We await patiently for your prompt response sir, and we thank you.
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773637_tn?1327450515
Dear MASP,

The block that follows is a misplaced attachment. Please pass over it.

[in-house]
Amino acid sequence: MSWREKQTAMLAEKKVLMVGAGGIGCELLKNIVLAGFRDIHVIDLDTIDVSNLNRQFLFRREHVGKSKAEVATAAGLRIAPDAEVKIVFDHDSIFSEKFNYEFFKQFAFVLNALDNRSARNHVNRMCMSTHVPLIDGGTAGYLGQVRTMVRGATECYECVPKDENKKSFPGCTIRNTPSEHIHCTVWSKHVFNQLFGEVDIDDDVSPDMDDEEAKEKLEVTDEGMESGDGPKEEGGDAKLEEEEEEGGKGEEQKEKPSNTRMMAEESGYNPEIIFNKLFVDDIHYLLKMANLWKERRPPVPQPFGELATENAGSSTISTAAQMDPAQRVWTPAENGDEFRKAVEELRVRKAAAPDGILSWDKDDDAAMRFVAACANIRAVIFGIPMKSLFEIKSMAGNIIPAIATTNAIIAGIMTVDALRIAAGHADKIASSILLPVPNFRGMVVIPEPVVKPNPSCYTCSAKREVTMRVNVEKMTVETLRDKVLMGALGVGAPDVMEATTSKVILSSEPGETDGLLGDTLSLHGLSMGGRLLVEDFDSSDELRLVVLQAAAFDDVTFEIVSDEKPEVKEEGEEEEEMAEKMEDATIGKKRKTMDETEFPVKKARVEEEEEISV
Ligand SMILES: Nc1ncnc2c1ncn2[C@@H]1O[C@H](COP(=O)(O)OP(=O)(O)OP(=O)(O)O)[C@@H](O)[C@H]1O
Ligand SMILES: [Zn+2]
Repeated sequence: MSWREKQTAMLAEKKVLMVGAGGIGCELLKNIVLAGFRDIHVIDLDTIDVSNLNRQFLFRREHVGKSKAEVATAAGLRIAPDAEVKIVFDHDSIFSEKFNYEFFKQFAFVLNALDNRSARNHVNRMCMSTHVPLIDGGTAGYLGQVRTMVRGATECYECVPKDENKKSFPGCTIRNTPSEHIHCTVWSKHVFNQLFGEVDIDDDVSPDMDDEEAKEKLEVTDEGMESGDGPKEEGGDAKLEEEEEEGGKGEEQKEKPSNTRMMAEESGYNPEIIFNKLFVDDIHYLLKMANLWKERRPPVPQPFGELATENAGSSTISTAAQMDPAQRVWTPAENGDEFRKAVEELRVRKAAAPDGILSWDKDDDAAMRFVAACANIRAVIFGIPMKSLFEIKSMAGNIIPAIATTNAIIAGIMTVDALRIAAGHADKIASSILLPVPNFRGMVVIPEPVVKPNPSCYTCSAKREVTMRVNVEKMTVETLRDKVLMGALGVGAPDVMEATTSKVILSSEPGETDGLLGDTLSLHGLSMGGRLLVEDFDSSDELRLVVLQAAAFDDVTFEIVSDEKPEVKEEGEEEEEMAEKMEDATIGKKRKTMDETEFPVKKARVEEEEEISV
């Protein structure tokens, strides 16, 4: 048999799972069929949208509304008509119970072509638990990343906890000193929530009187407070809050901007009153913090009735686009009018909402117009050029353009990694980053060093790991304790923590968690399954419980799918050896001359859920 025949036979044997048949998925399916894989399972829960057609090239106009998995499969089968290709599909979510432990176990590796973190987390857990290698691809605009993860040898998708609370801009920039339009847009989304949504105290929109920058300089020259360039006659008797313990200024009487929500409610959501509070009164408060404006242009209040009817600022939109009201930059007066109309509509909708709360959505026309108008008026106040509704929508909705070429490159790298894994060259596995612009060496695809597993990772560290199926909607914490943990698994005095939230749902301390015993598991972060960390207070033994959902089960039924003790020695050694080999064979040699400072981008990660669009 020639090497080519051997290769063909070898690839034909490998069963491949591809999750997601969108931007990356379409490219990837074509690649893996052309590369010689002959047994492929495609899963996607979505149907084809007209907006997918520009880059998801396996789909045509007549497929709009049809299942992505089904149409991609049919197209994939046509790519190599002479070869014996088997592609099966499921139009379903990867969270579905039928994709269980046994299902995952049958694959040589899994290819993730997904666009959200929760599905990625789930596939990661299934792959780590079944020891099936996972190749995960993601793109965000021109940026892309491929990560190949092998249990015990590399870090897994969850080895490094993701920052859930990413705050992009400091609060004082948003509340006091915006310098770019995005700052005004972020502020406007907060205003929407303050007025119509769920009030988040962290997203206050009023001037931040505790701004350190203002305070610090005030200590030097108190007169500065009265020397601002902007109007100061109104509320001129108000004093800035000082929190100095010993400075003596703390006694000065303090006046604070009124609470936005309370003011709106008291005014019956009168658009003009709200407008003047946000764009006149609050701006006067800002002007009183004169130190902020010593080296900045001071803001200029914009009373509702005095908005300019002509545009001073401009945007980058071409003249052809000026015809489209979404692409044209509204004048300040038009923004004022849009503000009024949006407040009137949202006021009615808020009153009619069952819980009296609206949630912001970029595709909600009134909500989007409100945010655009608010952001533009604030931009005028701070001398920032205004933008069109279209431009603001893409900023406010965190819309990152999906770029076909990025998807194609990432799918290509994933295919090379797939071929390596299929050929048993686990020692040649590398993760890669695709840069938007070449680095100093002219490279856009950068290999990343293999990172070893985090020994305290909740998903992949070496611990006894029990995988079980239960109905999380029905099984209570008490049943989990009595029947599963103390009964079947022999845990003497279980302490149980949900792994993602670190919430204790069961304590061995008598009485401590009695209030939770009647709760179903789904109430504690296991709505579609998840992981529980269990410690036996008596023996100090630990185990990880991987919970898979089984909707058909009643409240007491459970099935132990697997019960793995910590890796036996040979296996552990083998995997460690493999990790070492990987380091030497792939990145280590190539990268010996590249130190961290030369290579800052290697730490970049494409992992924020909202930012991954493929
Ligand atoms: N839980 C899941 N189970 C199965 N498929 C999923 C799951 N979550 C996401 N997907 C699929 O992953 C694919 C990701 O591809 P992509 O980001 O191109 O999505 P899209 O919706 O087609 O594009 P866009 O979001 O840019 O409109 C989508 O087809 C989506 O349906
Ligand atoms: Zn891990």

It sounds as if this baby has, as you say, severe valvar pulmonary stenosis.  Unless there is something else that is not normal, it sounds as if this should be treated now.  In experienced hands, cardiac catheterization, which the first cardiologist describes, is quite successful.  A catheter is placed in a vein in the leg and advanced into the heart.  The pressures can be measured and pictures can be taken of the heart.  Then, a special catheter with a balloon on the end of it is placed across the valve.  The balloon is inflated and the valve is opened, with relief of the obstruction.  The balloon is then deflated and the catheter is then removed.  This is commonly done at this age, and even younger.  Although I cannot tell from all of the information I have, there seems to be absolutely no reason to wait for this.  It will only increase the risk for this child’s heart.  The complications associated with this, besides bleeding and infection, can be perforation of the heart, in which a hole is inadvertently placed in the wall of the heart or the pulmonary artery, as well as over-dilation of the valve, which can relieve the obstruction but then leave the valve with severe leakage that ends up causing problems later.